When considering highly active compounds and families from which they were isolated and comparing with the results of 2005–2008, we observed that in 2009 no highly active diterpene was isolated, although this class was pointed out to be very interesting in 2005–2008. The same is observed with the Caesalpinaceae family from which they were isolated. This may be explained by the fact that one team focused in 2005–2008 on diterpenes from Caesalpinaceae leading to Kalauni et al. [55] and Linn et al. [56].

Three of the most active sesquiterpenes are lactones and were obtained from a plant of the Asteraceae family as it was the case for the “famous” artemisinin.

Among families from which most highly active compounds were isolated in 2005–2008, Menispermaceae and Asphodelaceae are not represented in 2009 while from Moraceae, only one interesting flavonoid (artopeden A) was isolated.

These observations and comparisons show that it is often difficult to assess general rules concerning interesting classes of compounds or interesting families as it may depend highly on the activity of specific research groups. Nevertheless, we can indicate that during 2009, alkaloids from the Leguminosae and Rutaceae families, quassinoids from Simaroubaceae and well-known sesquiterpene lactones from Asteraceae were described as interesting antimalarial compounds with original structures which could be considered as lead compounds for new drugs against resistant malaria.

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Supporting information

Tested phenolic derivatives, terpenic compounds, alkaloids and other metabolites presenting low or no activity in vitro against various strains of Plasmodium falciparum (Tables 1S–4S) are available as Supporting Information.

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References

Joanne Bero

Pharmacognosy Research Group
Louvain Drug Research Institute
Université Catholique de Louvain

Avenue E. Mounier 72

1200 Brussels

Belgium

Phone: +32 27 64 72 92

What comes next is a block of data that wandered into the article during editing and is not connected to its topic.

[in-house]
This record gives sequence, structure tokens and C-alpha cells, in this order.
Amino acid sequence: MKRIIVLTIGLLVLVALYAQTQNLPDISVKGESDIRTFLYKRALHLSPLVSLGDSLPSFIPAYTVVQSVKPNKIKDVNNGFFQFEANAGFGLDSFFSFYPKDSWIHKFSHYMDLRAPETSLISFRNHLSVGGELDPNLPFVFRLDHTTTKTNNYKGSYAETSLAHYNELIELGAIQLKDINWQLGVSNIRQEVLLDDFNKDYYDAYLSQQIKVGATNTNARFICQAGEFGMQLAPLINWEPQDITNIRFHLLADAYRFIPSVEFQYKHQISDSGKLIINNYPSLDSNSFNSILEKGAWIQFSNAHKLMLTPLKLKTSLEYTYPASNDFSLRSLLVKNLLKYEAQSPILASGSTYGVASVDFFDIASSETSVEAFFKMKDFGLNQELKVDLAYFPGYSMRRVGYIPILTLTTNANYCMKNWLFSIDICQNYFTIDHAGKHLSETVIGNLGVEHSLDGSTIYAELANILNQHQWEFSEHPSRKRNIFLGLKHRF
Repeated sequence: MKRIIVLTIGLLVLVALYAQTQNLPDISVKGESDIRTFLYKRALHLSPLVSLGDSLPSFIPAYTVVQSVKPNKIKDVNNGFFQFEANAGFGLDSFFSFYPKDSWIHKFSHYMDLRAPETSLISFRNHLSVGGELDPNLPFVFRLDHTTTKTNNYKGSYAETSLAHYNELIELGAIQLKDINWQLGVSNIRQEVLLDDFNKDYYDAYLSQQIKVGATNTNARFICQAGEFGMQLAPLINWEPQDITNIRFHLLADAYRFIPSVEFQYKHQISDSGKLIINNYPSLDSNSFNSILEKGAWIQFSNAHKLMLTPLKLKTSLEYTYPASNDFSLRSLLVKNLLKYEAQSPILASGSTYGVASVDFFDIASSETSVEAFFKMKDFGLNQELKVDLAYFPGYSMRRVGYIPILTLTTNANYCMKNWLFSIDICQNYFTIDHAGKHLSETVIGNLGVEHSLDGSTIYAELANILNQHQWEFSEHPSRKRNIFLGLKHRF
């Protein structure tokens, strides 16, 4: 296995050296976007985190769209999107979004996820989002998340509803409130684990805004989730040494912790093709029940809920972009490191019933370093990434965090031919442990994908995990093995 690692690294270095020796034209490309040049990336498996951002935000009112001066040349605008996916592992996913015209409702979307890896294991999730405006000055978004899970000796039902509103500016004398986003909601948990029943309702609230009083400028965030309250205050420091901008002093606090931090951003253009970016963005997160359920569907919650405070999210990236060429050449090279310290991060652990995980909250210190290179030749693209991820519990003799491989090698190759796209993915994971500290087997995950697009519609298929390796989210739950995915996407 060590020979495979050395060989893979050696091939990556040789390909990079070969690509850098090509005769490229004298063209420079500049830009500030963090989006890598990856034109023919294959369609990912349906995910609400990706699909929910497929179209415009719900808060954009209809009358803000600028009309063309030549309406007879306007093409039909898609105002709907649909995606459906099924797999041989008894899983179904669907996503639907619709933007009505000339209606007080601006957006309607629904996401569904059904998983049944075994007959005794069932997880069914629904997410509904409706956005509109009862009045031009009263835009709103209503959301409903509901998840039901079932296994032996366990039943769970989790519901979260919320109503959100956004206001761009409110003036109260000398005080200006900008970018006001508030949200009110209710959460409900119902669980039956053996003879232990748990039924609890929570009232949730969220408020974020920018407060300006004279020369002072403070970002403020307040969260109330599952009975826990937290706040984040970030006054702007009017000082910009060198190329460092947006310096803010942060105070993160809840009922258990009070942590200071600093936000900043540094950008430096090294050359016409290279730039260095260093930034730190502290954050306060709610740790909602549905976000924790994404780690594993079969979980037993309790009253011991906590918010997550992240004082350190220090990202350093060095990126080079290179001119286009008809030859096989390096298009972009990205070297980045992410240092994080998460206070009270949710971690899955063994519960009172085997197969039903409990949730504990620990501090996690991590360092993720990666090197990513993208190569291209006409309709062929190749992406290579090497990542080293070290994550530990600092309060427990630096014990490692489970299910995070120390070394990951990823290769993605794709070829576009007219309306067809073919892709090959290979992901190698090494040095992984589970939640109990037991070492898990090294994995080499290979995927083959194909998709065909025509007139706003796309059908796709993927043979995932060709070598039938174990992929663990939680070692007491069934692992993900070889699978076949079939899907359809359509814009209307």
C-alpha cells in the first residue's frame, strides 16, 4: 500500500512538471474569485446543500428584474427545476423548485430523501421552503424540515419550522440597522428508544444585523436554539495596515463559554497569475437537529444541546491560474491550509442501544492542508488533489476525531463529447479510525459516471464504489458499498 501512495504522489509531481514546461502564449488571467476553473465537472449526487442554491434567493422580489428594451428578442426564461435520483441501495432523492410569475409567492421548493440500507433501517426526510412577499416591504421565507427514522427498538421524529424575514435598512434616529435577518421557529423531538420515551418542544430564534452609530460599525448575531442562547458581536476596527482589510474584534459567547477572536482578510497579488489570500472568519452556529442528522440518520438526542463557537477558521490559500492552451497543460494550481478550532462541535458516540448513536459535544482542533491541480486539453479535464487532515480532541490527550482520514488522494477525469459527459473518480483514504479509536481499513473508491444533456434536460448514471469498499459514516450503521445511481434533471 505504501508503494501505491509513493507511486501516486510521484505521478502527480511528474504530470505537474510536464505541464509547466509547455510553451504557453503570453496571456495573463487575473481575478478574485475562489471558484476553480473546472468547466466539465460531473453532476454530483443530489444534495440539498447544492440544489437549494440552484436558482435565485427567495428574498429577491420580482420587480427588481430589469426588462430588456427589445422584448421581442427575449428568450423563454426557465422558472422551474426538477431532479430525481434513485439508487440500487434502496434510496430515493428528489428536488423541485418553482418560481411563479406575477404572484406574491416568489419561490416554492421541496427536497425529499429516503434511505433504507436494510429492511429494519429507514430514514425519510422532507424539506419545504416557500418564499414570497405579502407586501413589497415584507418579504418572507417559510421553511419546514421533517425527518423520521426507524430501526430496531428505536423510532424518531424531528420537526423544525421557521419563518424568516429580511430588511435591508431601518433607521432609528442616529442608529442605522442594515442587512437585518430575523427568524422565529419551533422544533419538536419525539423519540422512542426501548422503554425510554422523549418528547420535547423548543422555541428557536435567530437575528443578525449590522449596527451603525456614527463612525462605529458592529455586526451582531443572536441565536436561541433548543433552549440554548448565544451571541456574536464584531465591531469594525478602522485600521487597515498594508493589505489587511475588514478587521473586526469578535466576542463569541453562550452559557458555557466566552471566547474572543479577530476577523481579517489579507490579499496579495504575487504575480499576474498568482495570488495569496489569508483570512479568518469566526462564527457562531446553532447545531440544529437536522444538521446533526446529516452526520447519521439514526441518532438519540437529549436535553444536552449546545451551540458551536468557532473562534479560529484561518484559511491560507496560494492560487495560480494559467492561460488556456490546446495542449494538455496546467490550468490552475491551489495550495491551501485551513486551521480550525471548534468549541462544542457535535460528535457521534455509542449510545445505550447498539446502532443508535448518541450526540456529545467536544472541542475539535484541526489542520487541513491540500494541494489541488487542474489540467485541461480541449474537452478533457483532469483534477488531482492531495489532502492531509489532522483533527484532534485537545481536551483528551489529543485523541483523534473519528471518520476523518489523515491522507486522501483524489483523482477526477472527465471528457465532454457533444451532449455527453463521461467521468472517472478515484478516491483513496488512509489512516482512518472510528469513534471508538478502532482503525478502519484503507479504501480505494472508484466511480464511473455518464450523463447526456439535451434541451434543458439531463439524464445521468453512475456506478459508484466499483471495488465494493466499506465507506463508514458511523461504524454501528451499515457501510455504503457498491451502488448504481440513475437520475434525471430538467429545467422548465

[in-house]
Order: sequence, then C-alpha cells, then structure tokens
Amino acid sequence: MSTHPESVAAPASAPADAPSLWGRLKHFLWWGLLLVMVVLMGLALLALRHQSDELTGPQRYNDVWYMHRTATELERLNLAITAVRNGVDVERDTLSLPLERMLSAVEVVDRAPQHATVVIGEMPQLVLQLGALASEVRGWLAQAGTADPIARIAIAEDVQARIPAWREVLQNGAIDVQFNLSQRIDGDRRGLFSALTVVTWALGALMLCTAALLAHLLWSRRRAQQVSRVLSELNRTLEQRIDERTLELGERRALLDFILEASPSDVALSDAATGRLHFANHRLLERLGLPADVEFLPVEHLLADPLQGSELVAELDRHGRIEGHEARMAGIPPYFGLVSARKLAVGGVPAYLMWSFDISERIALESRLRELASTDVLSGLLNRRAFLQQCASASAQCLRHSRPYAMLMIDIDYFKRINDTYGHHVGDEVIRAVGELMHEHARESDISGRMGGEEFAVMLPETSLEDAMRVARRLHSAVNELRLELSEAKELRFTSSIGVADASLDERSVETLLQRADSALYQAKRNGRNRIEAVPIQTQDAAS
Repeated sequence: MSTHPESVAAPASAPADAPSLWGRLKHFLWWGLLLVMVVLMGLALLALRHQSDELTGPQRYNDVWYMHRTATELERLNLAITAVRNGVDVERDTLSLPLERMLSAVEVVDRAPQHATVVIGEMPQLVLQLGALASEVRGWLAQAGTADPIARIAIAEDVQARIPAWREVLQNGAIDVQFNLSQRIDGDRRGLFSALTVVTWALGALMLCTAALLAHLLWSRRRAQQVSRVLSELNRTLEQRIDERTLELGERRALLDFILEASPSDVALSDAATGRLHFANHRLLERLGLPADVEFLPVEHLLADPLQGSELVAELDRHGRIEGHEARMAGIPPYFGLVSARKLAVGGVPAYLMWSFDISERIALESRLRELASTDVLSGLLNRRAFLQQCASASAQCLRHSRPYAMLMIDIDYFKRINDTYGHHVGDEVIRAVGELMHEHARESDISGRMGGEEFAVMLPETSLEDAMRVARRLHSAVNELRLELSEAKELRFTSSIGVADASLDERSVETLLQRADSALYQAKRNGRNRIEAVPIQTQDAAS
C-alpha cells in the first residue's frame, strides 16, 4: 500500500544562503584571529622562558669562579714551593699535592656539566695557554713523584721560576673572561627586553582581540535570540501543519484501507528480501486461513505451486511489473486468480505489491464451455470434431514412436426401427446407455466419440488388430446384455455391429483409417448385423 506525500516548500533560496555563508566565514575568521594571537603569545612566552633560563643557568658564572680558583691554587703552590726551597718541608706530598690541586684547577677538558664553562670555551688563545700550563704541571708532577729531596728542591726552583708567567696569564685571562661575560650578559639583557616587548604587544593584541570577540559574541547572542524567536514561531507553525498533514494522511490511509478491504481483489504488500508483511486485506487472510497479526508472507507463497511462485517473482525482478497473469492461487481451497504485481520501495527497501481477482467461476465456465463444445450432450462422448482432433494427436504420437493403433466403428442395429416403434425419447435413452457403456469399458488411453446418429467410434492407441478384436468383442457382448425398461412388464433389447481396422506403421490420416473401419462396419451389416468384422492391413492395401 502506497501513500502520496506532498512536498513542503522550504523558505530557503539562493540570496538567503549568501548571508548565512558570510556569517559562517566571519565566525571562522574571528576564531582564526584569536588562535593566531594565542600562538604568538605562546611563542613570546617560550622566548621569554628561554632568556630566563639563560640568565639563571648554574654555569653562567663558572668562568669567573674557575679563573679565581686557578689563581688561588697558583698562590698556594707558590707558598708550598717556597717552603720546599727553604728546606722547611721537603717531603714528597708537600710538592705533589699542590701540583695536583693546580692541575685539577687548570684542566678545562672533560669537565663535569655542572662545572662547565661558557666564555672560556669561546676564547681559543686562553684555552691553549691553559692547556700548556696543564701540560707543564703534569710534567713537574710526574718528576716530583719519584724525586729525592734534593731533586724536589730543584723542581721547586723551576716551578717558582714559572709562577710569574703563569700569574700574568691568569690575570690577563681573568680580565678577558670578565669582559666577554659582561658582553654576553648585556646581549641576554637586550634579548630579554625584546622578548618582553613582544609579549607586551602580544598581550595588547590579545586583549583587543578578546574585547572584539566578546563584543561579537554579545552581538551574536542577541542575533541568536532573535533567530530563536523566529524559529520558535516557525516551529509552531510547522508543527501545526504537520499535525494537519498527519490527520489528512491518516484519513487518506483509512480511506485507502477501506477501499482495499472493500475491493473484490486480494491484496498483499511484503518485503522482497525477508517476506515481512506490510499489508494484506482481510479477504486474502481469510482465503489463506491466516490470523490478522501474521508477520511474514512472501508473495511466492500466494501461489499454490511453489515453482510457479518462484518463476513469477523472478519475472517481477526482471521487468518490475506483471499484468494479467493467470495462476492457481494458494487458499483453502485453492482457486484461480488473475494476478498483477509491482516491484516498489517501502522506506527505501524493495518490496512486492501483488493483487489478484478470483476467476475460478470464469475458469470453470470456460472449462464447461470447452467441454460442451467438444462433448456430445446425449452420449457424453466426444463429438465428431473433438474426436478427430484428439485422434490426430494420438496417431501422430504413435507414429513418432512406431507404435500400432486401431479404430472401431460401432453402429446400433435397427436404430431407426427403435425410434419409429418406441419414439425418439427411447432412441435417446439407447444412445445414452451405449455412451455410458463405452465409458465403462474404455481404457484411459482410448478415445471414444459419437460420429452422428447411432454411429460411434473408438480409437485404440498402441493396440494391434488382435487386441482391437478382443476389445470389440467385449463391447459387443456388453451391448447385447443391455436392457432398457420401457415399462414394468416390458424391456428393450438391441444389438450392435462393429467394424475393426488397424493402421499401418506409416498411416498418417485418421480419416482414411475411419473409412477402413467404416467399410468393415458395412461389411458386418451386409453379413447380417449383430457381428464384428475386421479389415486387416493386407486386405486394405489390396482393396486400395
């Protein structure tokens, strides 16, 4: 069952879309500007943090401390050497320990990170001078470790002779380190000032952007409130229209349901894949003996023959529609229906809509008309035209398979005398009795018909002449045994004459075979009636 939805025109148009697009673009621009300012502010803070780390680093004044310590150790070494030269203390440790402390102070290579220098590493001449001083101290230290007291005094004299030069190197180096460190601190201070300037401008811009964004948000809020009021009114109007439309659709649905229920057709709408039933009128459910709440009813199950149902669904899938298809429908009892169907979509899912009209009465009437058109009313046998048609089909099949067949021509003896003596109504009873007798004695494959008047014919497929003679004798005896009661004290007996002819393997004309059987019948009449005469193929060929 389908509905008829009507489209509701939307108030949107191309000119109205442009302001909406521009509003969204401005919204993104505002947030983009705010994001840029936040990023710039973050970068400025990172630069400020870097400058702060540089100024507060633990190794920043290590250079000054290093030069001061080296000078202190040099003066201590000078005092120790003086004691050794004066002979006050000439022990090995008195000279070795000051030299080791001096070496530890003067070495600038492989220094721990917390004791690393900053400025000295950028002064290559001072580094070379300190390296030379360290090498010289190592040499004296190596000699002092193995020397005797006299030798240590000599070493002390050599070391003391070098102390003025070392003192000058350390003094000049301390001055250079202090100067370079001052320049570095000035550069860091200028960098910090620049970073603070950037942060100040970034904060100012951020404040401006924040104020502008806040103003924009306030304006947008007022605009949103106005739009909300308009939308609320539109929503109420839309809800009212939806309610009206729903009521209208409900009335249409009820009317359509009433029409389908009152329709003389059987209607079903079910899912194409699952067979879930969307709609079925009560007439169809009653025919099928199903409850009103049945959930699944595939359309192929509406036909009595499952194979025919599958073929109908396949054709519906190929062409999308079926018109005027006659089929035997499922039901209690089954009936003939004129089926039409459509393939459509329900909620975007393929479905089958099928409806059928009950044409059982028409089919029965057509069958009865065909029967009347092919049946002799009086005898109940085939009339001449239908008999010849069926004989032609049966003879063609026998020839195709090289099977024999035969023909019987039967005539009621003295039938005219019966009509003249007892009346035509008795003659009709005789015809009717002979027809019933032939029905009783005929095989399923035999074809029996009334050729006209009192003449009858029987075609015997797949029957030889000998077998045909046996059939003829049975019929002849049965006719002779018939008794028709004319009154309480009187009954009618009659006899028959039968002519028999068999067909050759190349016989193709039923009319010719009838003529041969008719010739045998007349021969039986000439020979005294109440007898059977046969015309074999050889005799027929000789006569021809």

Fax: +32 27 64 72 93

Email: [email protected]

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References

Joanne Bero

Pharmacognosy Research Group
Louvain Drug Research Institute
Université Catholique de Louvain

Avenue E. Mounier 72

1200 Brussels

Belgium

Phone: +32 27 64 72 92

Fax: +32 27 64 72 93

Email: [email protected]

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Fig. 1 Flavonoid derivatives with moderate or promising activity in vitro against various strains of Plasmodium falciparum.

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Fig. 2 Xanthones with moderate activity in vitro against various strains of Plasmodium falciparum.

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Fig. 3 Coumarins with moderate or promising activity in vitro against various strains of Plasmodium falciparum.

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Fig. 4 Other phenolic derivatives with moderate or promising activity in vitro against various strains of Plasmodium falciparum.

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Fig. 5 Quinones and derivatives with moderate or promising activity in vitro against various strains of Plasmodium falciparum.

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Fig. 6 Sesquiterpenes with moderate or promising activity in vitro against various strains of Plasmodium falciparum.

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Fig. 7 Diterpenes with moderate activity in vitro against various strains of Plasmodium falciparum.

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Fig. 8 Triterpenes with moderate or promising activity in vitro against various strains of Plasmodium falciparum.

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Fig. 9 Ornithine and lysine derivatives with promising activity in vitro against various strains of Plasmodium falciparum.

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Fig. 10 Phenylalanine and tyrosine derivatives with moderate activity in vitro against various strains of Plasmodium falciparum.

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Fig. 11 Tryptophane derivatives with moderate or promising activity in vitro against various strains of Plasmodium falciparum.

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Fig. 12 Other N-containing compounds with moderate activity in vitro against various strains of Plasmodium falciparum.

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Fig. 13 Other metabolites with moderate or promising activity in vitro against various strains of Plasmodium falciparum.

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Fig. 14 Number of compounds with good activity (IC50 < 2 µM) in vitro against various strains of Plasmodium falciparum, classified according to their chemical classes.

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Fig. 15 Number of compounds with good activity (IC50 < 2 µM) in vitro against various strains of Plasmodium falciparum, classified according to the plant family from which they were isolated.